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Simplot launches new Asian range

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Simplot launches new Asian range
Simplot's new Five Tastes range comprises Asian favourites such as Pad Thai, Green Curry, Red Curry and Laksa.

Simplot has entered the $197.6m Asian shelf stable retail category, launching its Five Tastes range of meal kits, cooking sauces and pastes.

Tara Lordsmith, general manager marketing at Simplot, said the brand is trying to make a name for itself in the very crowded Asian home-cooking category.

"Our research told us that people are keen to cook Asian cuisine at home but find the Asian aisle confusing with so many unfamiliar brands," she said.

"It's highly fragmented with the top 30 percent of the category held by 10 different brands, so we identified an opportunity to take leadership with a distinctive, modern new brand."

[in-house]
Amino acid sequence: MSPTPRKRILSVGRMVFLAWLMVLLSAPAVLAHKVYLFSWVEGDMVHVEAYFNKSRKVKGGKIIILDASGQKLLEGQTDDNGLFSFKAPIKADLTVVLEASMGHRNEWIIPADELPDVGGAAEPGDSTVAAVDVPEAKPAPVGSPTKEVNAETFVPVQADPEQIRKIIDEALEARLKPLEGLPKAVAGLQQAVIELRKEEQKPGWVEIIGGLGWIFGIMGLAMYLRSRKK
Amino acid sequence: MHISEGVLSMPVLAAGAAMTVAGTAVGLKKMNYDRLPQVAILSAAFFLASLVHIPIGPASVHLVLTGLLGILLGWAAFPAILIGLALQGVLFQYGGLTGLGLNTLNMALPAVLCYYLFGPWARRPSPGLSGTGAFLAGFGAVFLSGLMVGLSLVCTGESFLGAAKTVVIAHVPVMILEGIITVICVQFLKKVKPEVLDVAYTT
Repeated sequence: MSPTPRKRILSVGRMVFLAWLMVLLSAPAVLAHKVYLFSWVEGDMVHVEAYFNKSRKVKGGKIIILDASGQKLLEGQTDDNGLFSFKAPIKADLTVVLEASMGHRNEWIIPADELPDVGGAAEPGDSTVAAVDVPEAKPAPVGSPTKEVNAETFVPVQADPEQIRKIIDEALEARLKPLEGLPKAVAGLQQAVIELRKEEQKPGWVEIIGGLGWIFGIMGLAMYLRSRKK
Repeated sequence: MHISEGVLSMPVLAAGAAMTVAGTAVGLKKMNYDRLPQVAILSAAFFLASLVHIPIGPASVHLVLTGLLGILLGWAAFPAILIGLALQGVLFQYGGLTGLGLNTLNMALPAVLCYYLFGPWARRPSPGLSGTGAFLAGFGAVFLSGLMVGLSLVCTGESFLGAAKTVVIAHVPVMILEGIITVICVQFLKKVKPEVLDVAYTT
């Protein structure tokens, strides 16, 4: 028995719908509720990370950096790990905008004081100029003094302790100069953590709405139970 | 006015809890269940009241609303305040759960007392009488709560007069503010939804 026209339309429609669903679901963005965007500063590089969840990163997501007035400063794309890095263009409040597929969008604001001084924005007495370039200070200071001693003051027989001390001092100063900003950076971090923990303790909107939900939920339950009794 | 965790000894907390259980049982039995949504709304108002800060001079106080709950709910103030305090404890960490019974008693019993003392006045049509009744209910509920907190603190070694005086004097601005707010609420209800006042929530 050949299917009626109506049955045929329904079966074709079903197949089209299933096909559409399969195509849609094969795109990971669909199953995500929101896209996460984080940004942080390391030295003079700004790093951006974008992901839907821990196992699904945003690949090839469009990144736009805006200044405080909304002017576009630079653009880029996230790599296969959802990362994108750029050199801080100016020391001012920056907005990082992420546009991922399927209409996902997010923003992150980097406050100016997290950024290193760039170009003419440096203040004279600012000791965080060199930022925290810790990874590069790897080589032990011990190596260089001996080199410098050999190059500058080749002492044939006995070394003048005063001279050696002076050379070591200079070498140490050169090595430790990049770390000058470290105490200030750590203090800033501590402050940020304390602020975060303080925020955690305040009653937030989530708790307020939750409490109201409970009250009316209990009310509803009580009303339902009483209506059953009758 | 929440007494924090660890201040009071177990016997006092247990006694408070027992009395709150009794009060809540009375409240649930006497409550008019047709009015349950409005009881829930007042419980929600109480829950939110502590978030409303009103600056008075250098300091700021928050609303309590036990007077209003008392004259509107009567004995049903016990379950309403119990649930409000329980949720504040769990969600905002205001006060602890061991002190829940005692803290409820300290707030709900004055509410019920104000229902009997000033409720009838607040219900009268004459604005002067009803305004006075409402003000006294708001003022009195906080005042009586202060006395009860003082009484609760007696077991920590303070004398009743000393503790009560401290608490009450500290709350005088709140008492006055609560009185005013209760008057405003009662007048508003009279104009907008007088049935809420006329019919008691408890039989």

Five Tastes is the first ever new-to-market brand launched by Simplot which owns brands including Birds Eye, Leggo's, John West, I&J, Edgell and Chiko.

The range comprises classic Asian favourites such as Pad Thai, Green Curry, Red Curry and Laksa.

David White, Five Tastes executive chef, said the range simplifies Asian cooking for home cooks.

"It’s one thing to experience Asian cuisine fresh from a street vendor in Asia, but it’s another thing to recreate that experience at home," he said.

"Achieving that balance of flavours has traditionally required precision, generations of knowledge, extensive preparation and exotic ingredients. With the Five Tastes range we have done all of that for you so you can create easy, cook-at-home Asian meals that are clean, fresh and bursting with flavour."

The brand will be launched via a heavy social media campaign as well as TV, print and online.

The launch of Five Tastes must come as a welcome distraction for Simplot staff, with the food manufacturer earlier this month announcing it may have to close two of its plants.

Simplot issued a statement in early June stating that the plants - located in Bathurst, NSW and Devonport, Tasmania - are currently not competitive because of the rise of cheaper imported products, which is only exacerbated by the high Australian dollar.

 


 

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